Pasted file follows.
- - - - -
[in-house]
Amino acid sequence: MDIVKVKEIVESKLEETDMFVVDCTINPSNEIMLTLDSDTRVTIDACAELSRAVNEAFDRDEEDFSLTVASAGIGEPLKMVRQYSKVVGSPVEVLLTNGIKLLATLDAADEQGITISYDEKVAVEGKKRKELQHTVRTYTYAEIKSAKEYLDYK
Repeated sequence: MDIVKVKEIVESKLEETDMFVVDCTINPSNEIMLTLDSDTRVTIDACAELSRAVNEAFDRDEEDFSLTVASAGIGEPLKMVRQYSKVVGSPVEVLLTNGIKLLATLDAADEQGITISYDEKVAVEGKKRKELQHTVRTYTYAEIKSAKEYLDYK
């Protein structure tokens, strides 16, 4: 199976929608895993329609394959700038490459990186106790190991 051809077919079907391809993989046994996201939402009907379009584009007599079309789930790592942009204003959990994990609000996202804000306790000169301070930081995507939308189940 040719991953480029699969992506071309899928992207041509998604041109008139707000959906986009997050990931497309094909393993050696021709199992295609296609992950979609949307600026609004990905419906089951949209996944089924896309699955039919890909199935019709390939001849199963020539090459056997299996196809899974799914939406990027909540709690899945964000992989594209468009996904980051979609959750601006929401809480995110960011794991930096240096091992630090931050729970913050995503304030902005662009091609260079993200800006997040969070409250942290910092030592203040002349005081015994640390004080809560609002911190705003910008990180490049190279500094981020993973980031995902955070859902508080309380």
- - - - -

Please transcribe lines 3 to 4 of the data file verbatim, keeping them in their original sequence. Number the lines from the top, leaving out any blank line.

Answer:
Repeated sequence: MDIVKVKEIVESKLEETDMFVVDCTINPSNEIMLTLDSDTRVTIDACAELSRAVNEAFDRDEEDFSLTVASAGIGEPLKMVRQYSKVVGSPVEVLLTNGIKLLATLDAADEQGITISYDEKVAVEGKKRKELQHTVRTYTYAEIKSAKEYLDYK
């Protein structure tokens, strides 16, 4: 199976929608895993329609394959700038490459990186106790190991 051809077919079907391809993989046994996201939402009907379009584009007599079309789930790592942009204003959990994990609000996202804000306790000169301070930081995507939308189940 040719991953480029699969992506071309899928992207041509998604041109008139707000959906986009997050990931497309094909393993050696021709199992295609296609992950979609949307600026609004990905419906089951949209996944089924896309699955039919890909199935019709390939001849199963020539090459056997299996196809899974799914939406990027909540709690899945964000992989594209468009996904980051979609959750601006929401809480995110960011794991930096240096091992630090931050729970913050995503304030902005662009091609260079993200800006997040969070409250942290910092030592203040002349005081015994640390004080809560609002911190705003910008990180490049190279500094981020993973980031995902955070859902508080309380």